7. The Experience of Seeing: Spirit Possession as Performance

Religion and Sight - Louise Child

Bettina E. Schmidt [+-]
University of Wales Trinity St David
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Bettina E. Schmidt, DPhil (habil.), PhD, MA in cultural anthropology (Marburg University, Germany), professor in study of religions at the University of Wales Trinity Saint David and the director of the Alister Hardy Religious Experience Research Centre which located in Lampeter, UK. Previously she worked at Marburg University, Oxford University and Bangor University. She was also visiting professor at the City University of New York and visiting scholar at the Pontifícia Universidade Católica de São Paulo. Elected President of the British Association for the Study of Religions. She has published extensively on Caribbean and Latin American religions, identity, cultural theories and migration. Her academic interests include anthropology of religion, diaspora identity, religious experience, urban studies, medical anthropology and gender issues. Her main fieldworks were conducted in Mexico, Puerto Rico, Ecuador, New York City, and, more recently, in São Paulo, Brazil, about spirit possession and trance. She is the author of Spirit and Trance in Brazil: An Anthropology of Religious Experiences (2016, Bloomsbury), Caribbean Diaspora in the USA: Diversity of Caribbean Religions in New York City (2008, Ashgate), Einführung in die Religionsethnologie (2008, Reimer Verlag Berlin), and co-editor of Spirit Possession and Trance: New Interdisciplinary Perspectives (2010, Continuum), and of Handbook of Contemporary Brazilian Religions (2016, Brill).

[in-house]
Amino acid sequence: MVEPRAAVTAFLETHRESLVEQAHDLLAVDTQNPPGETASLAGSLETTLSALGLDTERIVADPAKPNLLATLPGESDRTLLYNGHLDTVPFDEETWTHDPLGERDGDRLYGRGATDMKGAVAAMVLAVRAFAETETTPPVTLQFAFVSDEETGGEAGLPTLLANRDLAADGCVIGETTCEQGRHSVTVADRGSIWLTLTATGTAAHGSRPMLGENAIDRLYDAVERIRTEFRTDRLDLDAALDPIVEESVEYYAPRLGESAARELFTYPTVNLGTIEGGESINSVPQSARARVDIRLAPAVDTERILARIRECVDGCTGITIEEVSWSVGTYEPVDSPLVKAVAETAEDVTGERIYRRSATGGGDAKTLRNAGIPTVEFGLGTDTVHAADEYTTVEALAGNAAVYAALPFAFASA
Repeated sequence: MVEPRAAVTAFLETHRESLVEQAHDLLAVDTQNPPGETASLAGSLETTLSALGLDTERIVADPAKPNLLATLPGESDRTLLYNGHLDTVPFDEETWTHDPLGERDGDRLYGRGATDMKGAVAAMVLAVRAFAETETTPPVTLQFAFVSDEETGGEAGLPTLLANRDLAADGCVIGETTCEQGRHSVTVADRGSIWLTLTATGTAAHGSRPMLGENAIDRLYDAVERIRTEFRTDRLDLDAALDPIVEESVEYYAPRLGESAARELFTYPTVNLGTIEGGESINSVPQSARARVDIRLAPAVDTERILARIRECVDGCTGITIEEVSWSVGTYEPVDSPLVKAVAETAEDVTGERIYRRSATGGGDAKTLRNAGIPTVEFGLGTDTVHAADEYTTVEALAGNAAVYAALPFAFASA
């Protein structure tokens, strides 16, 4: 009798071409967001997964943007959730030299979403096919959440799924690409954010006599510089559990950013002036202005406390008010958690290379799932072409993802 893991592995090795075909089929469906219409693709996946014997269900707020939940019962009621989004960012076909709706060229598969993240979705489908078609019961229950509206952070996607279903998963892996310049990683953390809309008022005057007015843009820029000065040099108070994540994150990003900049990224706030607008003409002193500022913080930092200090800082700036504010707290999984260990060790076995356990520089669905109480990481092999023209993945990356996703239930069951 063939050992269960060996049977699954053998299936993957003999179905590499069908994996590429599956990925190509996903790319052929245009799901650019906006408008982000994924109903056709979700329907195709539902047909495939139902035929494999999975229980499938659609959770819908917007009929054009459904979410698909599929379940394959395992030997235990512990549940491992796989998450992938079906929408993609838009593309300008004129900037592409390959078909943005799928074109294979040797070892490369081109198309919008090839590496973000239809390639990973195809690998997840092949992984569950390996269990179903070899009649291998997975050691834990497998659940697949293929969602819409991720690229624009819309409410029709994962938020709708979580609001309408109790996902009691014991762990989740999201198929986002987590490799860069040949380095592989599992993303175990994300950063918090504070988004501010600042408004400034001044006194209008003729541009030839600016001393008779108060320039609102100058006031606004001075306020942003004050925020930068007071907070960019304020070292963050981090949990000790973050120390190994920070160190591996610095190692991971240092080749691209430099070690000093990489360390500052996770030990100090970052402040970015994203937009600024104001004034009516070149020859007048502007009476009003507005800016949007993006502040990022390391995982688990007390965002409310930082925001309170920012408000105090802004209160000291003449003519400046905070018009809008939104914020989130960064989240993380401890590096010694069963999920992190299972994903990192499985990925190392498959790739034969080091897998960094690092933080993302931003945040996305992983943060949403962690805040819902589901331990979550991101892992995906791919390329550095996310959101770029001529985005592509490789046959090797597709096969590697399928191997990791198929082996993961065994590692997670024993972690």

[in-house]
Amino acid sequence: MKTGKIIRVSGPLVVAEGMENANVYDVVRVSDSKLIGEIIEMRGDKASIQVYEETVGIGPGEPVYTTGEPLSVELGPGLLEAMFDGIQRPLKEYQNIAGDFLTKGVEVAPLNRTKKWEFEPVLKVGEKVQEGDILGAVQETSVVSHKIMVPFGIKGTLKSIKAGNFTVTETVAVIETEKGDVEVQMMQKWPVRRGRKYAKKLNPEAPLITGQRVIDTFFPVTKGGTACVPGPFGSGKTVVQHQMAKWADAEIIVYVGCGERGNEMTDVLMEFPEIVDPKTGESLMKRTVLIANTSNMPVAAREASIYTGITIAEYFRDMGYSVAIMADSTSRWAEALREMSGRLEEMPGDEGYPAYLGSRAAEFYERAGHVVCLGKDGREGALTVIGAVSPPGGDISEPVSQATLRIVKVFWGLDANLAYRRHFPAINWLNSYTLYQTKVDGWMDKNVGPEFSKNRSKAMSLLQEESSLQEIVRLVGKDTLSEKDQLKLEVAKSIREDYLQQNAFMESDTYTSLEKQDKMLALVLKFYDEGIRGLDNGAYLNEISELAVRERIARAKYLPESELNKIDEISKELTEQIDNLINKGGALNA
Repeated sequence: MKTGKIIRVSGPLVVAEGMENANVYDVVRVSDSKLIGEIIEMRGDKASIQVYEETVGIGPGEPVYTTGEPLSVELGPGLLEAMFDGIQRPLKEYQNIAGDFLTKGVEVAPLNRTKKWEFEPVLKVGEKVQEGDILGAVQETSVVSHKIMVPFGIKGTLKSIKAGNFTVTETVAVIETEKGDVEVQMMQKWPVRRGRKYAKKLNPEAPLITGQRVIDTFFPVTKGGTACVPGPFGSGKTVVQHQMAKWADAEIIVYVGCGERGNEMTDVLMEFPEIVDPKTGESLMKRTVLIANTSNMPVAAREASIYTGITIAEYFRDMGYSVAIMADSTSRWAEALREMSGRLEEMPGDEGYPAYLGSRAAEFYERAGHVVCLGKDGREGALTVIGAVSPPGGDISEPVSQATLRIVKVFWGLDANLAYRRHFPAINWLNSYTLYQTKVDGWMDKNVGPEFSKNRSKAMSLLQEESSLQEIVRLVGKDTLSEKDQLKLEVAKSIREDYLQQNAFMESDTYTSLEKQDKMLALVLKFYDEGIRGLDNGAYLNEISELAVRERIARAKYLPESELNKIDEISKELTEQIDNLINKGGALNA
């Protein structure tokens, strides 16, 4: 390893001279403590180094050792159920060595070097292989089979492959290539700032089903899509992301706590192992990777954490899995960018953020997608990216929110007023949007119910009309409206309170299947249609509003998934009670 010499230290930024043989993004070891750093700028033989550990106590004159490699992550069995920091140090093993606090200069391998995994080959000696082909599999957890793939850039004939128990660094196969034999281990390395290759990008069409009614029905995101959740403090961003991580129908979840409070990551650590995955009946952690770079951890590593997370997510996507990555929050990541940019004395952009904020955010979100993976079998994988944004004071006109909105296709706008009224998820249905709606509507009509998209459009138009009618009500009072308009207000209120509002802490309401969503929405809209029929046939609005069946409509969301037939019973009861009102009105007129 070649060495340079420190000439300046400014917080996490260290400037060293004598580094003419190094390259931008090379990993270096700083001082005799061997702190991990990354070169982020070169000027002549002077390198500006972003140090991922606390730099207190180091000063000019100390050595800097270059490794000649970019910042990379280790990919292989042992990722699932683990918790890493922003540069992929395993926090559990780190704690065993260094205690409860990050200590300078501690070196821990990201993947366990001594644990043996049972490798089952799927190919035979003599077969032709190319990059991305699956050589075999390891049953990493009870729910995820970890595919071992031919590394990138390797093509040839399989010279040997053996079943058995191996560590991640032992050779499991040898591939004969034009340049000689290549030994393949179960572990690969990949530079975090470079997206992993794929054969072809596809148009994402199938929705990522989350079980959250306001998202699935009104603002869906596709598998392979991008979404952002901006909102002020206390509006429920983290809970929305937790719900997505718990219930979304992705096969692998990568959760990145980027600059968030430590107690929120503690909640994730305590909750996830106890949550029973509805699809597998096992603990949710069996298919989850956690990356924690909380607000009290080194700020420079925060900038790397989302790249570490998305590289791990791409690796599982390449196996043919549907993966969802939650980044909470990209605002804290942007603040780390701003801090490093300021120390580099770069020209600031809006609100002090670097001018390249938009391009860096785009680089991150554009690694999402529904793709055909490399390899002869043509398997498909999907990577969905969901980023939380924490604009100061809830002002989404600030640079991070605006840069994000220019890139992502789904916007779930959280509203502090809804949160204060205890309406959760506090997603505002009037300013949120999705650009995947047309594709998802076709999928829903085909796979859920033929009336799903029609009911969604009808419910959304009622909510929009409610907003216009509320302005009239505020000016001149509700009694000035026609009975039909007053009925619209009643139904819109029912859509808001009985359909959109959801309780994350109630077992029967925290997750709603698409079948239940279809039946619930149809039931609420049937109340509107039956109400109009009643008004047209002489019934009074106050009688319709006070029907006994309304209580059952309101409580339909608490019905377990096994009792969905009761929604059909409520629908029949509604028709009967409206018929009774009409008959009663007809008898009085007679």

Everyone who has ever attended a possession ritual in Brazil will agree that it is a breath-taking performance with colourful costumes, ecstatic dance movements and music that entices one to join. These rituals are, of course, more than highly aesthetic performances. They are efficacious: for the community, the medium and the possessing agent. For the observing researcher the aesthetic side, however, is easier to engage with as it allows the academic outsider to express admiration for a spectacle without being part of it. People experiencing spirit possession often have problems explaining to an outside researcher the internal processes. The study of spirit possession has therefore often focused on a functionalist explanation of the experience with little engagement with the perspective of people living it. A performative approach that highlights what we can see as well as hear, smell, taste and touch, is seen by many as a way to avoid the reductionist view as it allows for the inclusion of the researcher’s emotion. There is, however, also the danger that it can lead to a nostalgic projection, even an Orientalist attitude. This chapter is based on research about spirit possession and trance carried out in Afro-Brazilian religious communities in São Paulo. It focuses on the body of the mediums, the twisting, itching, erratic movements but also on the researcher’s perception of how the body of the mediums seem to change during the rituals. The sensory experience of the researcher, who attended these ceremonies, is therefore at the centre. After presenting first-hand impressions of various rituals, the chapter discusses how the sight of an outsider can be used as a methodological bridge to overcome the boundary between scholars explaining experiences and people living them.

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Schmidt, Bettina. 7. The Experience of Seeing: Spirit Possession as Performance. Religion and Sight. Equinox eBooks Publishing, United Kingdom. p. Jul 2020. ISBN 9781781797495. https://www.equinoxpub.com/home/view-chapter/?id=35752. Date accessed: 17 Nov 2019 doi: 10.1558/equinox.35752. Jul 2020

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